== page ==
An ode to resilience

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Moving A still from the exhibition.
Moving A still from the exhibition.


A photo exhibition celebrates the indefatigable spirit of Nepalese people.

Saddest of incidents can spur greatest of creative expression. Whether it is object d’art, poetry, prose, theatre or photographs, we often witness some extraordinary creations triggered by adversity. ‘A People War’ — photo exhibition on the ten-year long civil war that ravaged Nepal, is a case in point. The 50 images on display highlight the plight of the civilians who suffered during the conflict which began from a village in 1996 in hilly mid-western districts of Rukum and Rolpa and ended in 2006.

Photographer Muna Sharma captures an emotional Debi Sunwar after she came to know her daughter Maina Sunwar is dead. Her daughter’s was one of the many disappearances that took place in the country during the civil war. Suspected of being a Maoist, the army admitted to have detained the young girl where she died. Amongst the scores of images mounted on the wall, the photo of the school headmaster shot dead and tied to a tree, in particular, grab the viewer’s attention. “Before the war, children used to draw birds, trees but such was the effect of the war that kids started to draw helicopters,” says Kunda Dixit pointing to a picture. Dixit is editor and publisher, Nepali Times, who also co-ordinated the projected.

The photographs have been selected from the pictorial book bearing the same title published in 2006. Nepalaya, publisher of the book, released an advertisement in the papers inviting photographers — to submit pictures taken during the war. “Not everybody could afford to buy the book so we decided to put up an exhibition. The exhibition travelled to 32 venues in Nepal and was seen by 350000 people,” says Dixit who authored the book.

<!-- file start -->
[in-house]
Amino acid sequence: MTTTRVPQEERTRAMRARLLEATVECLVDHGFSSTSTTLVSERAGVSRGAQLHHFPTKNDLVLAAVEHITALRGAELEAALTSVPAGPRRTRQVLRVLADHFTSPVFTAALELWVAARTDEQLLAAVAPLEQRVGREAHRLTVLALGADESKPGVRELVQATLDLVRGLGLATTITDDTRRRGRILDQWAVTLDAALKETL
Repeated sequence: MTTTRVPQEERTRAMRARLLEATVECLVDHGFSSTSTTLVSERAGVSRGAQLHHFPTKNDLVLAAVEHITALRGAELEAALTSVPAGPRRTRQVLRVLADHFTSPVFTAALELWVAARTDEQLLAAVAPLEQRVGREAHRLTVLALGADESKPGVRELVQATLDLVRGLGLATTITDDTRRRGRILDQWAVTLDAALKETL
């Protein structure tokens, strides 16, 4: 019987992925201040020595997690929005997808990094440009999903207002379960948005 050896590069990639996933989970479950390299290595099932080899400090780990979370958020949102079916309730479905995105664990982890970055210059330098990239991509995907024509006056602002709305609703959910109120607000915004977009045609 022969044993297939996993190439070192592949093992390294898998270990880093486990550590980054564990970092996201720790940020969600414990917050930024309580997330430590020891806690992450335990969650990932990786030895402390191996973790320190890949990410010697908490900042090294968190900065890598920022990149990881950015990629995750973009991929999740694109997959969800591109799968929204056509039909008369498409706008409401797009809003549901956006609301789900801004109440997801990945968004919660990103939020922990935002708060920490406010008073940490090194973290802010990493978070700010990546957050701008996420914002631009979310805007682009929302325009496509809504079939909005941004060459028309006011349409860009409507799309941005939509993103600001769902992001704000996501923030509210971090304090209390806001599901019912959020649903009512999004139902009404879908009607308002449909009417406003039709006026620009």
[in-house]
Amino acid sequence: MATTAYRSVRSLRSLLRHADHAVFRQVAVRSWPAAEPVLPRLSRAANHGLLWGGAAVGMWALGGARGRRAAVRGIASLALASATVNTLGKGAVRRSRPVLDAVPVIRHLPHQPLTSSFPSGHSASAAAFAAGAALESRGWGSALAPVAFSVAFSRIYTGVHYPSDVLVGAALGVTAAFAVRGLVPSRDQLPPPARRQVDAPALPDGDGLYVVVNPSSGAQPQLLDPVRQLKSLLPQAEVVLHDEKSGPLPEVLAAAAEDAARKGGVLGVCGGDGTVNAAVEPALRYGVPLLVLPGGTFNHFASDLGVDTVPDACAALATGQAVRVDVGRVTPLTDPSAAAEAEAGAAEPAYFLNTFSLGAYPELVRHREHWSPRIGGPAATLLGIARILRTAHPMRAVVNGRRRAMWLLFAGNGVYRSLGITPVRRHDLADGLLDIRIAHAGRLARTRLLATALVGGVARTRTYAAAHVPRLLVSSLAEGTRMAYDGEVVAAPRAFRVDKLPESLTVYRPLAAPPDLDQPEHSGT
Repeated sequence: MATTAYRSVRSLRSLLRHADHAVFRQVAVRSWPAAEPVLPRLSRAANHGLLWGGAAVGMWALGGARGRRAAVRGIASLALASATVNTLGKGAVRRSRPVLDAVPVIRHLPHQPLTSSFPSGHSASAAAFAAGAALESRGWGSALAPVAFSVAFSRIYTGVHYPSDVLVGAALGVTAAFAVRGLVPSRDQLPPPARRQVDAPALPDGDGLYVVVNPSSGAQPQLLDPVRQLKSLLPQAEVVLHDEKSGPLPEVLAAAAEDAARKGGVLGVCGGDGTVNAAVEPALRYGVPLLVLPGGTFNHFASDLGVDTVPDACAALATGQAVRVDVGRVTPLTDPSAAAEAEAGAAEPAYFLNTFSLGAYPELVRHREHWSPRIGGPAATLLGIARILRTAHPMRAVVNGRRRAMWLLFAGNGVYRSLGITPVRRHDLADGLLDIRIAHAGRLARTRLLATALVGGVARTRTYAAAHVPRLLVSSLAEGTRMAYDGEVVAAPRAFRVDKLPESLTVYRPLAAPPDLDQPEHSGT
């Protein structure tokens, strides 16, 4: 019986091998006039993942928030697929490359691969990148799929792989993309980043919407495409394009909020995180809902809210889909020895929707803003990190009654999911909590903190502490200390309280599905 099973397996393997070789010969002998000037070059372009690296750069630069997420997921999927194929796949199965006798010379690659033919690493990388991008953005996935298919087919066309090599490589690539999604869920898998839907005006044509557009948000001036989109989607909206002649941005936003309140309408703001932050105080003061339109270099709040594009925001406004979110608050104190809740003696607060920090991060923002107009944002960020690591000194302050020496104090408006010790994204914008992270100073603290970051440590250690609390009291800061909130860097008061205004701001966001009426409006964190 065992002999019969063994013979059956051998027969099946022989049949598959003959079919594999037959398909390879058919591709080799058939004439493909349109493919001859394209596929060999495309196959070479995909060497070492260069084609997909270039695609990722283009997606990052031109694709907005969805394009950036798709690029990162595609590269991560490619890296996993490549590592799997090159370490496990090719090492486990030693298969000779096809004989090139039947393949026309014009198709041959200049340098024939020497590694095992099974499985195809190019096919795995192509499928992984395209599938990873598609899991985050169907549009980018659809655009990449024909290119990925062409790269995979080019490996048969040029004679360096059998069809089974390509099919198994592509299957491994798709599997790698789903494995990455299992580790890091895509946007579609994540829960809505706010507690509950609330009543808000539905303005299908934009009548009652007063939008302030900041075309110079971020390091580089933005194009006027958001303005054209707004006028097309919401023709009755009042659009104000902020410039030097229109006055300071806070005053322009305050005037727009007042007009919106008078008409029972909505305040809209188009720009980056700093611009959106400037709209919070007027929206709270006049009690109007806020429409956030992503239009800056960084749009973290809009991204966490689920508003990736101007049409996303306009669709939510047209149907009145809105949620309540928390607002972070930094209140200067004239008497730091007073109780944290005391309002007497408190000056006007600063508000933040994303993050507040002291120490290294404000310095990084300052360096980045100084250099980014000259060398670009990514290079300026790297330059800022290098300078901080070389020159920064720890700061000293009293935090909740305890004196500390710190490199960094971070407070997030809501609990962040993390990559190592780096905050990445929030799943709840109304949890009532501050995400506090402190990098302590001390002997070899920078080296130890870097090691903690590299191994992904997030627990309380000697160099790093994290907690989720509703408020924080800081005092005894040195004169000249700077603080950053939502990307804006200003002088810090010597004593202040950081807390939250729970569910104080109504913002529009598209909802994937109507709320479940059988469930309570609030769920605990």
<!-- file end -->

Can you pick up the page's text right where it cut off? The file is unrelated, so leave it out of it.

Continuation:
Nepalaya also produced a film “Frames of War” — directed by Kesang Tseten and Prem B.K. “The film has its own effect but the exhibition brought non-combatants, former Maoist rebels, army officers, former enemies together on one platform. It proved to be cathartic. There was not a single eye which wasn’t dry. It turned into a peace movement,” says Dixit.


Besides poignant expressions that dominate the show, a couple of photographs are archival material. Like the group photograph of Maoist leader Pushpa Kamal Dahal (Prachanda) — who was the Prime Minister of Nepal till May 25 this year, along with three other Maoist leaders who hold prominent positions in Nepal’s current cabinet. “It was found by the army lying amongst the dead after a battle in 2002. Until 2006, this was the only picture of Dahal that existed,” informs Dixit.

(The exhibition is on at IIC Annexe, Lodi Road, till July 21. Those interested can call 011-4624619431

•The exhibition has been taken to Holland and Bangladesh.

•The publishers brought out another book “Never Again” based on the testimonies written by viewers in the visitors’ books.

•Another book — a follow-up on 50 people featured in the photographs — will come out soon.



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